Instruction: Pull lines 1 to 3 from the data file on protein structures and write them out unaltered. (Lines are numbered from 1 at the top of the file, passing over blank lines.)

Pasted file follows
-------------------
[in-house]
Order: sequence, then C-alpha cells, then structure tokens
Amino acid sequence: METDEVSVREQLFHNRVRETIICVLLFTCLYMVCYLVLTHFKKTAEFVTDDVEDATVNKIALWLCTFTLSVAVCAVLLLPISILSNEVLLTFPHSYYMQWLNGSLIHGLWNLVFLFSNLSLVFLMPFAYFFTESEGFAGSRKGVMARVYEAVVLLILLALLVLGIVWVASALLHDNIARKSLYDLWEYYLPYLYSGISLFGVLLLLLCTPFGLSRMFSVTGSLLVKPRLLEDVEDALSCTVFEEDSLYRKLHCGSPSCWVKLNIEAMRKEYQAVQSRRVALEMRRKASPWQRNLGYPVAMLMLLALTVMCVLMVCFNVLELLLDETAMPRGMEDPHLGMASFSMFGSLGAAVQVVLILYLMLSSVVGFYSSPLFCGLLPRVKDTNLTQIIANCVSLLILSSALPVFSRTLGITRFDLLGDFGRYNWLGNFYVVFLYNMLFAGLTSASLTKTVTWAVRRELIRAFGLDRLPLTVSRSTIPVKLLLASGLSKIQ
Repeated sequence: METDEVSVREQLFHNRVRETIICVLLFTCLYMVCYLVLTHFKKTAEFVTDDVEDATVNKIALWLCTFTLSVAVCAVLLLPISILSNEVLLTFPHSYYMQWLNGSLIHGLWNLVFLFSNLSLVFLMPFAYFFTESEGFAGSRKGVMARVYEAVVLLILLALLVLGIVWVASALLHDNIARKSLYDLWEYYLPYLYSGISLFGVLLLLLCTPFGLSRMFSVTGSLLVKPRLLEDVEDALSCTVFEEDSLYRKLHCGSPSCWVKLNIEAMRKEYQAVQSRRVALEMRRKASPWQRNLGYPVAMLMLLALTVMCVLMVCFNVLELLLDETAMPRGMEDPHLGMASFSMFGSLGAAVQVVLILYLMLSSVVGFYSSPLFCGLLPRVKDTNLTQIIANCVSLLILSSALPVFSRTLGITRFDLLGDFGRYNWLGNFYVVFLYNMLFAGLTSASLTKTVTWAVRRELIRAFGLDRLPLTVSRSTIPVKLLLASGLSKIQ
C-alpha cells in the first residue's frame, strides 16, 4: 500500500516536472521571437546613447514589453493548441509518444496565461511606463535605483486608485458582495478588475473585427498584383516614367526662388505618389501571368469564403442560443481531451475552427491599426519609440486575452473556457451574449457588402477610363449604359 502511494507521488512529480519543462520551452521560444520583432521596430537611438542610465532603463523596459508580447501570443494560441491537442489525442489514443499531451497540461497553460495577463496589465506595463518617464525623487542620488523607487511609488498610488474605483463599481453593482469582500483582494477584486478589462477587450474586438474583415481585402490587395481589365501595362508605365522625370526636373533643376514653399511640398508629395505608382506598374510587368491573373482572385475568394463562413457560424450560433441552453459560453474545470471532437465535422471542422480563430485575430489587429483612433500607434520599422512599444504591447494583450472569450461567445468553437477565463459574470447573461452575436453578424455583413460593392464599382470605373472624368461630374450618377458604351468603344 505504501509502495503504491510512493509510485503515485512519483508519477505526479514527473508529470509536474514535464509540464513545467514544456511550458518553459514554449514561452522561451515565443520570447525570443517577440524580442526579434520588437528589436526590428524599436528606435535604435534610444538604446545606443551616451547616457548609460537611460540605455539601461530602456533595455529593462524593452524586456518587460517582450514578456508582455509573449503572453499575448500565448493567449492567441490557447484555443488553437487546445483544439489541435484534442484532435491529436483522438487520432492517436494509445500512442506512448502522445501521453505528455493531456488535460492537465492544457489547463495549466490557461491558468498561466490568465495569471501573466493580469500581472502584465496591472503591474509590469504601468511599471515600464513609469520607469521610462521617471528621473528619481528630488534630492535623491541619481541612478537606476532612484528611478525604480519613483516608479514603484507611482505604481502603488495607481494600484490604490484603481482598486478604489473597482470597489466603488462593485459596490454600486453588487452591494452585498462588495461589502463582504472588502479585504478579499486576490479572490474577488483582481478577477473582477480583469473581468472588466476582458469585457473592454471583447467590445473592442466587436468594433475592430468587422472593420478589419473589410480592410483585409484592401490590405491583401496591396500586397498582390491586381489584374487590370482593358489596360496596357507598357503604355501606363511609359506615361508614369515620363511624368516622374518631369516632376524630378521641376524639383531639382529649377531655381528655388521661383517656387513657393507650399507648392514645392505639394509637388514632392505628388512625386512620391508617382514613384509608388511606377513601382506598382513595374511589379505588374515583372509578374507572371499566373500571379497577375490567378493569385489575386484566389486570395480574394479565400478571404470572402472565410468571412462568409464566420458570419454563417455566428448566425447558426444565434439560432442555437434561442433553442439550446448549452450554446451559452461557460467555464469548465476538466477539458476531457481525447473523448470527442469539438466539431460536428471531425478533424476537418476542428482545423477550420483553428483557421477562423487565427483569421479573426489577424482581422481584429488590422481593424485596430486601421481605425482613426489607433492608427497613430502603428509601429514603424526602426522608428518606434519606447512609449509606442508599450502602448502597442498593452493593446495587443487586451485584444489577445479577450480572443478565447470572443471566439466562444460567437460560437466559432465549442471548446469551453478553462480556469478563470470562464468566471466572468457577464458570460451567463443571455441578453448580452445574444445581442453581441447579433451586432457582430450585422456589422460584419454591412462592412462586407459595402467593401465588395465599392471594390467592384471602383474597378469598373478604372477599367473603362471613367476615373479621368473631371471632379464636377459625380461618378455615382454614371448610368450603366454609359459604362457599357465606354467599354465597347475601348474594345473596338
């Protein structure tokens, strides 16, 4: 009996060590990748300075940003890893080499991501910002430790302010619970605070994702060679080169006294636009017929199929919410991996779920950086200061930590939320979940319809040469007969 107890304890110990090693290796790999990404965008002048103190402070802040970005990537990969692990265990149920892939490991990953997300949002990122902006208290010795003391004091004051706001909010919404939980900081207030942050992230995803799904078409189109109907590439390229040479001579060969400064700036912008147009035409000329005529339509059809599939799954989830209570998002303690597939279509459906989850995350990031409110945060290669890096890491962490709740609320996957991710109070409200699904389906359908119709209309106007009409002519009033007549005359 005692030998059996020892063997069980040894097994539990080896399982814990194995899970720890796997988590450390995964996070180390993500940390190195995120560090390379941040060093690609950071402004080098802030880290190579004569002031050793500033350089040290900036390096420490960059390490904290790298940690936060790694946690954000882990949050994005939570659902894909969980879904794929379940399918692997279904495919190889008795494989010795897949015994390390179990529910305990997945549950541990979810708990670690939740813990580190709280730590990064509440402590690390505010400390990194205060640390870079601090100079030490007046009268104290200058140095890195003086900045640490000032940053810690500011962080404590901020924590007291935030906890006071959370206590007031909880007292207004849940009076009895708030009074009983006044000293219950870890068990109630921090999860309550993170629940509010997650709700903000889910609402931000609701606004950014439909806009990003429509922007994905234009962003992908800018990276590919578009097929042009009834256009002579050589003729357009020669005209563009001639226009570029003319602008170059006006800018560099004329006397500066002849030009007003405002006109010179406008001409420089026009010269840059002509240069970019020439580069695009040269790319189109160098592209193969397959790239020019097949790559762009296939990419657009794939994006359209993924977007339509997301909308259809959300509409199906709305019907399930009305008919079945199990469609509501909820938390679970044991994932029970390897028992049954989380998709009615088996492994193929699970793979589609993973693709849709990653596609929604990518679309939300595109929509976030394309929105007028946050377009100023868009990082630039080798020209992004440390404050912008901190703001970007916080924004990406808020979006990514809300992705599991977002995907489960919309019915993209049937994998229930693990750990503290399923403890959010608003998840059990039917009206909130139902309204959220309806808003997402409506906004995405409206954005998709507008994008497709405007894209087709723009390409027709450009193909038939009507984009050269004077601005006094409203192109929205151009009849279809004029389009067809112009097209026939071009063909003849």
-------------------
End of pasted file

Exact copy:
[in-house]
Order: sequence, then C-alpha cells, then structure tokens
Amino acid sequence: METDEVSVREQLFHNRVRETIICVLLFTCLYMVCYLVLTHFKKTAEFVTDDVEDATVNKIALWLCTFTLSVAVCAVLLLPISILSNEVLLTFPHSYYMQWLNGSLIHGLWNLVFLFSNLSLVFLMPFAYFFTESEGFAGSRKGVMARVYEAVVLLILLALLVLGIVWVASALLHDNIARKSLYDLWEYYLPYLYSGISLFGVLLLLLCTPFGLSRMFSVTGSLLVKPRLLEDVEDALSCTVFEEDSLYRKLHCGSPSCWVKLNIEAMRKEYQAVQSRRVALEMRRKASPWQRNLGYPVAMLMLLALTVMCVLMVCFNVLELLLDETAMPRGMEDPHLGMASFSMFGSLGAAVQVVLILYLMLSSVVGFYSSPLFCGLLPRVKDTNLTQIIANCVSLLILSSALPVFSRTLGITRFDLLGDFGRYNWLGNFYVVFLYNMLFAGLTSASLTKTVTWAVRRELIRAFGLDRLPLTVSRSTIPVKLLLASGLSKIQ